Sales dip, prices climb
Too few products has caused the pace of sales to drop sharply over the last two months, and that could last through August and September, according to Cox Automotive.
For new cars and trucks, the seasonally adjusted annual rate — or estimate of sales for the year at the current monthly rate — dropped to 14.8 million in July, from 15.4 million in June. It was the third consecutive monthly decline, following a peak in April as the pandemic waned, and compares with an average of nearly 17 million units a month through May.
The supply of used vehicles has constricted as well, in part because fewer are trading in due to the supply of new cars, experts said.
The chip shortage stems from last year when automakers canceled chip orders and closed factories in March and April, assuming vehicle demand would fall during the pandemic. It did, for a while. By the time demand picked up in midsummer, the chips had been scooped up by makers of computers, gaming systems and appliances, said Jessica Caldwell, executive director of insights at the automotive website Edmunds.com.
“Demand [for chips] is at such a high level, we just don’t have the supply to keep up, so prices are higher,” she said.
The estimated average transaction price for a new vehicle in the U.S. hit a record-high $42,258 in June, analysts at Kelley Blue Book reported, up 6.4% or $2,527 from June 2020. June’s average sales price was 99.9% of the average manufacturer’s suggested retail price. By contrast, the average price in January represented 95.3% of MSRP.
Prices of used vehicles are setting records too. At the end of June, average listing price topped the $25,000 mark for the first time, hitting $25,101, according to a Cox analysis. The average used vehicle price has soared 26% since June 2020 and nearly 30% in two years.
That’s a silver lining for used car sellers or for those trading in popular models.
“You could have owned a car for two years and lost no money,” Caldwell said.
Inventory is especially tight for pickup trucks, which along with SUVs have grown in popularity, Caldwell said.
Ford, for one, has struggled, reporting a 32% drop year-over-year in new-vehicle sales in July. At the end of the month, General Motors reportedly reacted to the chip shortage by temporarily halting most of its full-size pickup production.
Some foreign automakers such as Hyundai and Kia, based in South Korea along with most of the chipmakers, have fared better, Caldwell said.
Cox’s Chesbrough believes the crisis should start easing with increased chip production later this year. But lean inventory could persist through next year, he said.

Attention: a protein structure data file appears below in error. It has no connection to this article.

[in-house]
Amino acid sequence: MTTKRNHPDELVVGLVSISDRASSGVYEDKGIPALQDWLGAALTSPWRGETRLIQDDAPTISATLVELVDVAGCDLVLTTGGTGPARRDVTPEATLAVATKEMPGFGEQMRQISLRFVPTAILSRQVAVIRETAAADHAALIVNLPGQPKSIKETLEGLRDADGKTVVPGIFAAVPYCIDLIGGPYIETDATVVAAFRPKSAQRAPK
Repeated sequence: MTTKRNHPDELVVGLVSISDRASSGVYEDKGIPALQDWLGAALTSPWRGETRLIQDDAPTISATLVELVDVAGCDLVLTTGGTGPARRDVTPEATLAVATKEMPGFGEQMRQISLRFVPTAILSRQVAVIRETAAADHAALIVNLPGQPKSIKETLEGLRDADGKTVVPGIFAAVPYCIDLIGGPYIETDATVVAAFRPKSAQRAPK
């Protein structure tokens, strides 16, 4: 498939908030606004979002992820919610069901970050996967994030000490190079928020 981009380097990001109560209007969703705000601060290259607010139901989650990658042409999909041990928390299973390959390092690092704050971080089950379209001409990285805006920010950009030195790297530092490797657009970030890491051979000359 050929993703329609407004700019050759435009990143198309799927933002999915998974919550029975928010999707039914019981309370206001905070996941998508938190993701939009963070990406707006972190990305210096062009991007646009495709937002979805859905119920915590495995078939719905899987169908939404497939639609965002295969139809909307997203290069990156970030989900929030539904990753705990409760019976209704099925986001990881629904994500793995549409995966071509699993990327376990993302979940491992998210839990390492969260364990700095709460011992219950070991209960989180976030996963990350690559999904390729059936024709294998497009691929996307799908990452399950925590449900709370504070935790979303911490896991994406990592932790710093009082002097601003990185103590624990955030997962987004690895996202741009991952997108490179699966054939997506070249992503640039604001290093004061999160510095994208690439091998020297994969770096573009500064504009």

“It’s going to take a while,” Caldwell agreed.
Slim picking, compromise choices
At Koons Toyota in Westminster, where the lot takes several hundred vehicles to fill, just a few dozen are on display.
“Toyota is not able to keep up with demand and get the supply going as quick as we want,” said Nate Snook, a Koons manager of new and used car inventory.
Prices vary, he said, with some at MSRP, some marked up and some discounted, depending on model and availability.
The popular Highlander and Venza SUV models, and even Camry and Corolla sedans, are often sold before they arrive, and the dealer has been taking orders for cars in production, Snook said.
“They’re selling before they get here,” he said.
Customers have been more willing to compromise on model features, buying up or down on their preferred model, he said.
North Baltimore resident Rosemarie Carreras found fewer options earlier this year when she and her husband looked for a Subaru Forester to replace an older car.
“The colors I wanted, they did not have... nor were they getting it,” she said.
Instead of red, Carreras took an available model in pearl black, which she now loves, because “I knew that they didn’t have a lot of cars coming in.”
Gary Hale, general sales manager at Jones Junction in Bel Air for Chrysler, Dodge and Ram, said the dealership has always aggressively stocked inventory.
“When the chip thing came about, we were sitting on decent inventory,” he said. “If you are fortunate enough to have the car a customer is looking for, you are in a good position, because chances are nobody else has that car.
“I’ve been doing this 32 years, and I’ve never seen anything like it,” he said.